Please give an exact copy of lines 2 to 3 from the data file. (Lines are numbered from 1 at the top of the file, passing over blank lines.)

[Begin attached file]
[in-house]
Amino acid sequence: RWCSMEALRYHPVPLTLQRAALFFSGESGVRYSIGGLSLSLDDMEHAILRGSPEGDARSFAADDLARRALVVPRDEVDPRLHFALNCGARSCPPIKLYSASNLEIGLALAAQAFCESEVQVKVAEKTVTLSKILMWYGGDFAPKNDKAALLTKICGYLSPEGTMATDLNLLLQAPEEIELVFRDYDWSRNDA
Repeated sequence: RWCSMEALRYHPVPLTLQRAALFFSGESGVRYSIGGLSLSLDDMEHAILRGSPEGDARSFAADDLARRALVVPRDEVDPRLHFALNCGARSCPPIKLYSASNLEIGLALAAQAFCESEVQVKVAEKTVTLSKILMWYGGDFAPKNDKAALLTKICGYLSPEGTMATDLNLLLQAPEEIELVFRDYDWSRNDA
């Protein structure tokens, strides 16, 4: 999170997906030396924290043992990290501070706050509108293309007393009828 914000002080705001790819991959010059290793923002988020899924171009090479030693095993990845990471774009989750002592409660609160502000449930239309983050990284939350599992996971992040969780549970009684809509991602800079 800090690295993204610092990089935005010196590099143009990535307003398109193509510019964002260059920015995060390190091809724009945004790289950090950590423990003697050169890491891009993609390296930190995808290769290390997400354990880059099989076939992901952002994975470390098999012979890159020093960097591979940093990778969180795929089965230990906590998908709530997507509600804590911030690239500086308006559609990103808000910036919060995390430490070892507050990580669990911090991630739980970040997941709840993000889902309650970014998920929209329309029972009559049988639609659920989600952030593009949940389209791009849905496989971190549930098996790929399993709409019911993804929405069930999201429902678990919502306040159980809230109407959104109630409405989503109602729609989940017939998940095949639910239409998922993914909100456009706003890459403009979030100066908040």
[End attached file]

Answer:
Amino acid sequence: RWCSMEALRYHPVPLTLQRAALFFSGESGVRYSIGGLSLSLDDMEHAILRGSPEGDARSFAADDLARRALVVPRDEVDPRLHFALNCGARSCPPIKLYSASNLEIGLALAAQAFCESEVQVKVAEKTVTLSKILMWYGGDFAPKNDKAALLTKICGYLSPEGTMATDLNLLLQAPEEIELVFRDYDWSRNDA
Repeated sequence: RWCSMEALRYHPVPLTLQRAALFFSGESGVRYSIGGLSLSLDDMEHAILRGSPEGDARSFAADDLARRALVVPRDEVDPRLHFALNCGARSCPPIKLYSASNLEIGLALAAQAFCESEVQVKVAEKTVTLSKILMWYGGDFAPKNDKAALLTKICGYLSPEGTMATDLNLLLQAPEEIELVFRDYDWSRNDA